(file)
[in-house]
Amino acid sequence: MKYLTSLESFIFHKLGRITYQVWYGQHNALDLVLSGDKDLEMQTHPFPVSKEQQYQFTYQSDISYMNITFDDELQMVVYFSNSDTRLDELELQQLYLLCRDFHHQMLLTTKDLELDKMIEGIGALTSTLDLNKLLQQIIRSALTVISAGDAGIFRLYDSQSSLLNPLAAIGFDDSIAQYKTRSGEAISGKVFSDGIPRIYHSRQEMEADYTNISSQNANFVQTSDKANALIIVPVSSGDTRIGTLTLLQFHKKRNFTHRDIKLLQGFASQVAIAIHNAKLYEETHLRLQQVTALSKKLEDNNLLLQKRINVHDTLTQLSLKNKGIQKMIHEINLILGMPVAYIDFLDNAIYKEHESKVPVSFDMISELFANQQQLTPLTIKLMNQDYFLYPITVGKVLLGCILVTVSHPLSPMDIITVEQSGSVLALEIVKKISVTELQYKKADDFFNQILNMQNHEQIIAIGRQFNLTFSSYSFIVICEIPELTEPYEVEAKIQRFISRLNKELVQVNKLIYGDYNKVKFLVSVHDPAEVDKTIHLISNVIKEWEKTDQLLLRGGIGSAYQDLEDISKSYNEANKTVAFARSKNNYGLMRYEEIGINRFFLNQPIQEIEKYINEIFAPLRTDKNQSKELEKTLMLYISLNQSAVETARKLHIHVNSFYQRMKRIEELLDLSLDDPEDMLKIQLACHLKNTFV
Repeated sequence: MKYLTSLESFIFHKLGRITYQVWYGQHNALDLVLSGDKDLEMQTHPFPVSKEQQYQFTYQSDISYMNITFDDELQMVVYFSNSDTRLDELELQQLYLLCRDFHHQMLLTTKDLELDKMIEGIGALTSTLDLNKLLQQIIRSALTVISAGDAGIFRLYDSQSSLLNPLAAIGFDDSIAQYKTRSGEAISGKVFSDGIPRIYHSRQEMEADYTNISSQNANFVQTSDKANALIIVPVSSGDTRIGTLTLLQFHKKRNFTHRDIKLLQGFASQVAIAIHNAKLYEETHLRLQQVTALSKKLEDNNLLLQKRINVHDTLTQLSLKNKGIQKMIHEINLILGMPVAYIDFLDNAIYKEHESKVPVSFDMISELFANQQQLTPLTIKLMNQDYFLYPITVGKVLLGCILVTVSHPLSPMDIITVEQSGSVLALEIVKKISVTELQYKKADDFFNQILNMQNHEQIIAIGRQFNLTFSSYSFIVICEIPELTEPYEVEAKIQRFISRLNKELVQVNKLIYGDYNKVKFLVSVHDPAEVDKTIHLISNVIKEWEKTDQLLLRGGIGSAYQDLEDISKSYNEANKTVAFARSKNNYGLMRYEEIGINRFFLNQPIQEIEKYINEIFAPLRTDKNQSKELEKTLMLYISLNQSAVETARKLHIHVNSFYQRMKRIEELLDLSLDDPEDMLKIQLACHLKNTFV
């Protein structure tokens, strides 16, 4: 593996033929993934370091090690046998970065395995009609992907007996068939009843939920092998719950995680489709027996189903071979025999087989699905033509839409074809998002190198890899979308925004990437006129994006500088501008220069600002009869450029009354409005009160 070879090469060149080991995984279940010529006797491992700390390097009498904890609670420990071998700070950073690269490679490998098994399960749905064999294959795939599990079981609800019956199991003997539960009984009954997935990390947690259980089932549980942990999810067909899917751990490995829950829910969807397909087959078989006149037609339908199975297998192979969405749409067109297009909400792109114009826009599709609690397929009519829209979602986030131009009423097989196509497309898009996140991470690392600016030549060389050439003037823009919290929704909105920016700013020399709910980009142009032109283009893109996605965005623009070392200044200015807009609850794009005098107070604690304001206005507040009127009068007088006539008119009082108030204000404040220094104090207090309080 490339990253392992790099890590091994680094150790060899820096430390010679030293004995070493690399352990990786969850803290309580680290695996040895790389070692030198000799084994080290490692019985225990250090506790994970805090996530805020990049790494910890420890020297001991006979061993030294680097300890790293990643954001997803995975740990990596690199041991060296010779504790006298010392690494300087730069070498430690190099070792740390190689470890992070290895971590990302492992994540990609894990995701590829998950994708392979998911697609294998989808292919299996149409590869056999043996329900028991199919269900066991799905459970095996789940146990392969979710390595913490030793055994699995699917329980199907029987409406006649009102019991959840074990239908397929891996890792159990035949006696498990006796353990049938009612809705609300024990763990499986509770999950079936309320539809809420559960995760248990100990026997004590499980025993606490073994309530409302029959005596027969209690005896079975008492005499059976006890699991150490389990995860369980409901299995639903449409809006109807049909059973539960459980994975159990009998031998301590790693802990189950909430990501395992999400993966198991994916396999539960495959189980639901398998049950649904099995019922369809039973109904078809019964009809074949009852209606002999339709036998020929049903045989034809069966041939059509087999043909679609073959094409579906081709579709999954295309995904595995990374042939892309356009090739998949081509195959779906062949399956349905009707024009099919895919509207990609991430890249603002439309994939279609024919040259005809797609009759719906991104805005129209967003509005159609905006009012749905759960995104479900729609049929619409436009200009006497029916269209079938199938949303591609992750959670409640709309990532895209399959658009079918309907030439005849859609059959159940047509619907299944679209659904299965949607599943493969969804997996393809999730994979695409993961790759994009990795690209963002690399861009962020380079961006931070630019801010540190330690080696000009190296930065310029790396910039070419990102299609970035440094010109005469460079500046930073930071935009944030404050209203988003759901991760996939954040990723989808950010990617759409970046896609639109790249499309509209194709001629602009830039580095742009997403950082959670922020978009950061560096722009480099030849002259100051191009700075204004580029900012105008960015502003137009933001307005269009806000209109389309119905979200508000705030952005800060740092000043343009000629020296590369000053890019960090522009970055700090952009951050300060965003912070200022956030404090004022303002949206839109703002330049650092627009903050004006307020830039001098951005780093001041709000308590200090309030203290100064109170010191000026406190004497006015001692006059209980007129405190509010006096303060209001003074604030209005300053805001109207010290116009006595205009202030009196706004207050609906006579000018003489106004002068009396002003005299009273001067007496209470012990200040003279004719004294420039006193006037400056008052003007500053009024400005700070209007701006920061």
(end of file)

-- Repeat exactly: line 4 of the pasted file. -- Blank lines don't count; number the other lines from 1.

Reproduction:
């Protein structure tokens, strides 16, 4: 593996033929993934370091090690046998970065395995009609992907007996068939009843939920092998719950995680489709027996189903071979025999087989699905033509839409074809998002190198890899979308925004990437006129994006500088501008220069600002009869450029009354409005009160 070879090469060149080991995984279940010529006797491992700390390097009498904890609670420990071998700070950073690269490679490998098994399960749905064999294959795939599990079981609800019956199991003997539960009984009954997935990390947690259980089932549980942990999810067909899917751990490995829950829910969807397909087959078989006149037609339908199975297998192979969405749409067109297009909400792109114009826009599709609690397929009519829209979602986030131009009423097989196509497309898009996140991470690392600016030549060389050439003037823009919290929704909105920016700013020399709910980009142009032109283009893109996605965005623009070392200044200015807009609850794009005098107070604690304001206005507040009127009068007088006539008119009082108030204000404040220094104090207090309080 490339990253392992790099890590091994680094150790060899820096430390010679030293004995070493690399352990990786969850803290309580680290695996040895790389070692030198000799084994080290490692019985225990250090506790994970805090996530805020990049790494910890420890020297001991006979061993030294680097300890790293990643954001997803995975740990990596690199041991060296010779504790006298010392690494300087730069070498430690190099070792740390190689470890992070290895971590990302492992994540990609894990995701590829998950994708392979998911697609294998989808292919299996149409590869056999043996329900028991199919269900066991799905459970095996789940146990392969979710390595913490030793055994699995699917329980199907029987409406006649009102019991959840074990239908397929891996890792159990035949006696498990006796353990049938009612809705609300024990763990499986509770999950079936309320539809809420559960995760248990100990026997004590499980025993606490073994309530409302029959005596027969209690005896079975008492005499059976006890699991150490389990995860369980409901299995639903449409809006109807049909059973539960459980994975159990009998031998301590790693802990189950909430990501395992999400993966198991994916396999539960495959189980639901398998049950649904099995019922369809039973109904078809019964009809074949009852209606002999339709036998020929049903045989034809069966041939059509087999043909679609073959094409579906081709579709999954295309995904595995990374042939892309356009090739998949081509195959779906062949399956349905009707024009099919895919509207990609991430890249603002439309994939279609024919040259005809797609009759719906991104805005129209967003509005159609905006009012749905759960995104479900729609049929619409436009200009006497029916269209079938199938949303591609992750959670409640709309990532895209399959658009079918309907030439005849859609059959159940047509619907299944679209659904299965949607599943493969969804997996393809999730994979695409993961790759994009990795690209963002690399861009962020380079961006931070630019801010540190330690080696000009190296930065310029790396910039070419990102299609970035440094010109005469460079500046930073930071935009944030404050209203988003759901991760996939954040990723989808950010990617759409970046896609639109790249499309509209194709001629602009830039580095742009997403950082959670922020978009950061560096722009480099030849002259100051191009700075204004580029900012105008960015502003137009933001307005269009806000209109389309119905979200508000705030952005800060740092000043343009000629020296590369000053890019960090522009970055700090952009951050300060965003912070200022956030404090004022303002949206839109703002330049650092627009903050004006307020830039001098951005780093001041709000308590200090309030203290100064109170010191000026406190004497006015001692006059209980007129405190509010006096303060209001003074604030209005300053805001109207010290116009006595205009202030009196706004207050609906006579000018003489106004002068009396002003005299009273001067007496209470012990200040003279004719004294420039006193006037400056008052003007500053009024400005700070209007701006920061």